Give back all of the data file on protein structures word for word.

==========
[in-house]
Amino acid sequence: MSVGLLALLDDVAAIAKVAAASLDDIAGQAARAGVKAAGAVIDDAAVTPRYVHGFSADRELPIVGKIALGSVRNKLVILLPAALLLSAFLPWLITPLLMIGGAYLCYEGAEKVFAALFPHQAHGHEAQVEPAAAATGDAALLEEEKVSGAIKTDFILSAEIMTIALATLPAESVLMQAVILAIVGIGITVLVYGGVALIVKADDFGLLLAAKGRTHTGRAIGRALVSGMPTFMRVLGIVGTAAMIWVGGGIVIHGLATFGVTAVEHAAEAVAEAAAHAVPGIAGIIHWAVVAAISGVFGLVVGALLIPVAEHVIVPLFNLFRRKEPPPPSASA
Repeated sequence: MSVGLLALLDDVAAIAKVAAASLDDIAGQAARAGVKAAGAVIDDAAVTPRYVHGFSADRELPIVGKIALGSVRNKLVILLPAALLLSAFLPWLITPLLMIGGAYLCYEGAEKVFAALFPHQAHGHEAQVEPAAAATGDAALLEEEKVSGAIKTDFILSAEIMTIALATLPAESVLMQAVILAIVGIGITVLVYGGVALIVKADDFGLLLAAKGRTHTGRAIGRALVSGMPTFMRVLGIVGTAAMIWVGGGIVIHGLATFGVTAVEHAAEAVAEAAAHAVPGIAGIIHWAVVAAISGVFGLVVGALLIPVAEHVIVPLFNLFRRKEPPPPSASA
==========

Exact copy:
[in-house]
Amino acid sequence: MSVGLLALLDDVAAIAKVAAASLDDIAGQAARAGVKAAGAVIDDAAVTPRYVHGFSADRELPIVGKIALGSVRNKLVILLPAALLLSAFLPWLITPLLMIGGAYLCYEGAEKVFAALFPHQAHGHEAQVEPAAAATGDAALLEEEKVSGAIKTDFILSAEIMTIALATLPAESVLMQAVILAIVGIGITVLVYGGVALIVKADDFGLLLAAKGRTHTGRAIGRALVSGMPTFMRVLGIVGTAAMIWVGGGIVIHGLATFGVTAVEHAAEAVAEAAAHAVPGIAGIIHWAVVAAISGVFGLVVGALLIPVAEHVIVPLFNLFRRKEPPPPSASA
Repeated sequence: MSVGLLALLDDVAAIAKVAAASLDDIAGQAARAGVKAAGAVIDDAAVTPRYVHGFSADRELPIVGKIALGSVRNKLVILLPAALLLSAFLPWLITPLLMIGGAYLCYEGAEKVFAALFPHQAHGHEAQVEPAAAATGDAALLEEEKVSGAIKTDFILSAEIMTIALATLPAESVLMQAVILAIVGIGITVLVYGGVALIVKADDFGLLLAAKGRTHTGRAIGRALVSGMPTFMRVLGIVGTAAMIWVGGGIVIHGLATFGVTAVEHAAEAVAEAAAHAVPGIAGIIHWAVVAAISGVFGLVVGALLIPVAEHVIVPLFNLFRRKEPPPPSASA